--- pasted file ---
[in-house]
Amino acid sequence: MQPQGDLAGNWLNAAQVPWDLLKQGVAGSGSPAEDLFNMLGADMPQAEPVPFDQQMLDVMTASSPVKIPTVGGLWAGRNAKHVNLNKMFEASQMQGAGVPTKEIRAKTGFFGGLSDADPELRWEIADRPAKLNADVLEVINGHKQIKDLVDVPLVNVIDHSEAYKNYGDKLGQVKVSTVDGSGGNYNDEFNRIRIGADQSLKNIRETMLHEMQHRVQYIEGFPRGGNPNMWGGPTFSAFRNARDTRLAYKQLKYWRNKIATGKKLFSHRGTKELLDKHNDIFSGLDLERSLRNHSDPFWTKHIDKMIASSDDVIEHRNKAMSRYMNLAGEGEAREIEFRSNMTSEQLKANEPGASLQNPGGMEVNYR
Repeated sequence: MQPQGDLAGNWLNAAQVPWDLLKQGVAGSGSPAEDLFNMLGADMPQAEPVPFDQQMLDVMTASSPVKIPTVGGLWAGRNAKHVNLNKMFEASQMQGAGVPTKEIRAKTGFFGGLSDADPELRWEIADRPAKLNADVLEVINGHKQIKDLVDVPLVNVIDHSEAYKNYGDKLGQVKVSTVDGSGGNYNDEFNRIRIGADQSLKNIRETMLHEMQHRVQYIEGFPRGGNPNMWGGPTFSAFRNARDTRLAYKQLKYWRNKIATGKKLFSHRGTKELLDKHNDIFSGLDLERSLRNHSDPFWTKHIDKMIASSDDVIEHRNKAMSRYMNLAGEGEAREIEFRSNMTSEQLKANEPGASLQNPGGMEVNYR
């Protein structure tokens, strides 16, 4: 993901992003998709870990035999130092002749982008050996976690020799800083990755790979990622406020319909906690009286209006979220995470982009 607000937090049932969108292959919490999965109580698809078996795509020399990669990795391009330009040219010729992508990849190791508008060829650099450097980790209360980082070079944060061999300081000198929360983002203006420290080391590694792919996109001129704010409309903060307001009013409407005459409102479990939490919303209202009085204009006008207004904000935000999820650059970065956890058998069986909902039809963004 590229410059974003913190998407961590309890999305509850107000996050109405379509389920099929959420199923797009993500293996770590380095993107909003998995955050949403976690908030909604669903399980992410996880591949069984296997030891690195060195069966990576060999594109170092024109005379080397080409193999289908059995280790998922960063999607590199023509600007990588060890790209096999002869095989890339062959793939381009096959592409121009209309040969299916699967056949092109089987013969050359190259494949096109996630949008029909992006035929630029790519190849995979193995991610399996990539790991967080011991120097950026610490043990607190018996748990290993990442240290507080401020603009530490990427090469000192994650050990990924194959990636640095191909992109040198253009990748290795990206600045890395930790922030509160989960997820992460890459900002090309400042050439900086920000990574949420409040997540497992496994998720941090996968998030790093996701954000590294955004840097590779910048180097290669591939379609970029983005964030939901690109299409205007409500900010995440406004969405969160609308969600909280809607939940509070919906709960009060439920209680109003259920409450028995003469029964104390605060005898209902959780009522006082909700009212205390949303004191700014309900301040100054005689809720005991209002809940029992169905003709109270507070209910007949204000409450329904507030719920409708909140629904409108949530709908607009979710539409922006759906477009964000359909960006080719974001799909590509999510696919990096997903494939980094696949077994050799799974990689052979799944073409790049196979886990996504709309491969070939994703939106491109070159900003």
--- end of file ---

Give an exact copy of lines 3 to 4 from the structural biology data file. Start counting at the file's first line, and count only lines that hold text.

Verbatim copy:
Repeated sequence: MQPQGDLAGNWLNAAQVPWDLLKQGVAGSGSPAEDLFNMLGADMPQAEPVPFDQQMLDVMTASSPVKIPTVGGLWAGRNAKHVNLNKMFEASQMQGAGVPTKEIRAKTGFFGGLSDADPELRWEIADRPAKLNADVLEVINGHKQIKDLVDVPLVNVIDHSEAYKNYGDKLGQVKVSTVDGSGGNYNDEFNRIRIGADQSLKNIRETMLHEMQHRVQYIEGFPRGGNPNMWGGPTFSAFRNARDTRLAYKQLKYWRNKIATGKKLFSHRGTKELLDKHNDIFSGLDLERSLRNHSDPFWTKHIDKMIASSDDVIEHRNKAMSRYMNLAGEGEAREIEFRSNMTSEQLKANEPGASLQNPGGMEVNYR
């Protein structure tokens, strides 16, 4: 993901992003998709870990035999130092002749982008050996976690020799800083990755790979990622406020319909906690009286209006979220995470982009 607000937090049932969108292959919490999965109580698809078996795509020399990669990795391009330009040219010729992508990849190791508008060829650099450097980790209360980082070079944060061999300081000198929360983002203006420290080391590694792919996109001129704010409309903060307001009013409407005459409102479990939490919303209202009085204009006008207004904000935000999820650059970065956890058998069986909902039809963004 590229410059974003913190998407961590309890999305509850107000996050109405379509389920099929959420199923797009993500293996770590380095993107909003998995955050949403976690908030909604669903399980992410996880591949069984296997030891690195060195069966990576060999594109170092024109005379080397080409193999289908059995280790998922960063999607590199023509600007990588060890790209096999002869095989890339062959793939381009096959592409121009209309040969299916699967056949092109089987013969050359190259494949096109996630949008029909992006035929630029790519190849995979193995991610399996990539790991967080011991120097950026610490043990607190018996748990290993990442240290507080401020603009530490990427090469000192994650050990990924194959990636640095191909992109040198253009990748290795990206600045890395930790922030509160989960997820992460890459900002090309400042050439900086920000990574949420409040997540497992496994998720941090996968998030790093996701954000590294955004840097590779910048180097290669591939379609970029983005964030939901690109299409205007409500900010995440406004969405969160609308969600909280809607939940509070919906709960009060439920209680109003259920409450028995003469029964104390605060005898209902959780009522006082909700009212205390949303004191700014309900301040100054005689809720005991209002809940029992169905003709109270507070209910007949204000409450329904507030719920409708909140629904409108949530709908607009979710539409922006759906477009964000359909960006080719974001799909590509999510696919990096997903494939980094696949077994050799799974990689052979799944073409790049196979886990996504709309491969070939994703939106491109070159900003």